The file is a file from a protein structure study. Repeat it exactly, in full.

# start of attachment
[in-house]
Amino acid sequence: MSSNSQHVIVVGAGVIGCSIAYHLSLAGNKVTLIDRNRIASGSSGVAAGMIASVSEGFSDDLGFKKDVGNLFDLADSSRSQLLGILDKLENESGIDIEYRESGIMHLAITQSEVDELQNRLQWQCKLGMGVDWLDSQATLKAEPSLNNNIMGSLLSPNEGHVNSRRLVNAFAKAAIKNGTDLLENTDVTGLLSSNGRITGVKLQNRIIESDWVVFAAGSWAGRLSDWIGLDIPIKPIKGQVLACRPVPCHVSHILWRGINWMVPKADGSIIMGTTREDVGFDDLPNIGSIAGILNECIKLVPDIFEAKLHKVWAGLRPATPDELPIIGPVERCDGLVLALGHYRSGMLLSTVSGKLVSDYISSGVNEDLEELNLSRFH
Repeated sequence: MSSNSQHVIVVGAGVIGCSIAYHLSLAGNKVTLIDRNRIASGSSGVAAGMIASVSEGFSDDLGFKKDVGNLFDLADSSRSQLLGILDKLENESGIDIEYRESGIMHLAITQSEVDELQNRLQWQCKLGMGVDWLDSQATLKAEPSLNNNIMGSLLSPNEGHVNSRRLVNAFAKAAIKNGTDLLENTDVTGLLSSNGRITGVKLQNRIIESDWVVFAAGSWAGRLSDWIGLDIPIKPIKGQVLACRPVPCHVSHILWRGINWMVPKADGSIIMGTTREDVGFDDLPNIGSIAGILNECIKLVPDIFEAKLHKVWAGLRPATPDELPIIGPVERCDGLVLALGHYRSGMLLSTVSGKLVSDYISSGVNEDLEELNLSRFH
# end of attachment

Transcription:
[in-house]
Amino acid sequence: MSSNSQHVIVVGAGVIGCSIAYHLSLAGNKVTLIDRNRIASGSSGVAAGMIASVSEGFSDDLGFKKDVGNLFDLADSSRSQLLGILDKLENESGIDIEYRESGIMHLAITQSEVDELQNRLQWQCKLGMGVDWLDSQATLKAEPSLNNNIMGSLLSPNEGHVNSRRLVNAFAKAAIKNGTDLLENTDVTGLLSSNGRITGVKLQNRIIESDWVVFAAGSWAGRLSDWIGLDIPIKPIKGQVLACRPVPCHVSHILWRGINWMVPKADGSIIMGTTREDVGFDDLPNIGSIAGILNECIKLVPDIFEAKLHKVWAGLRPATPDELPIIGPVERCDGLVLALGHYRSGMLLSTVSGKLVSDYISSGVNEDLEELNLSRFH
Repeated sequence: MSSNSQHVIVVGAGVIGCSIAYHLSLAGNKVTLIDRNRIASGSSGVAAGMIASVSEGFSDDLGFKKDVGNLFDLADSSRSQLLGILDKLENESGIDIEYRESGIMHLAITQSEVDELQNRLQWQCKLGMGVDWLDSQATLKAEPSLNNNIMGSLLSPNEGHVNSRRLVNAFAKAAIKNGTDLLENTDVTGLLSSNGRITGVKLQNRIIESDWVVFAAGSWAGRLSDWIGLDIPIKPIKGQVLACRPVPCHVSHILWRGINWMVPKADGSIIMGTTREDVGFDDLPNIGSIAGILNECIKLVPDIFEAKLHKVWAGLRPATPDELPIIGPVERCDGLVLALGHYRSGMLLSTVSGKLVSDYISSGVNEDLEELNLSRFH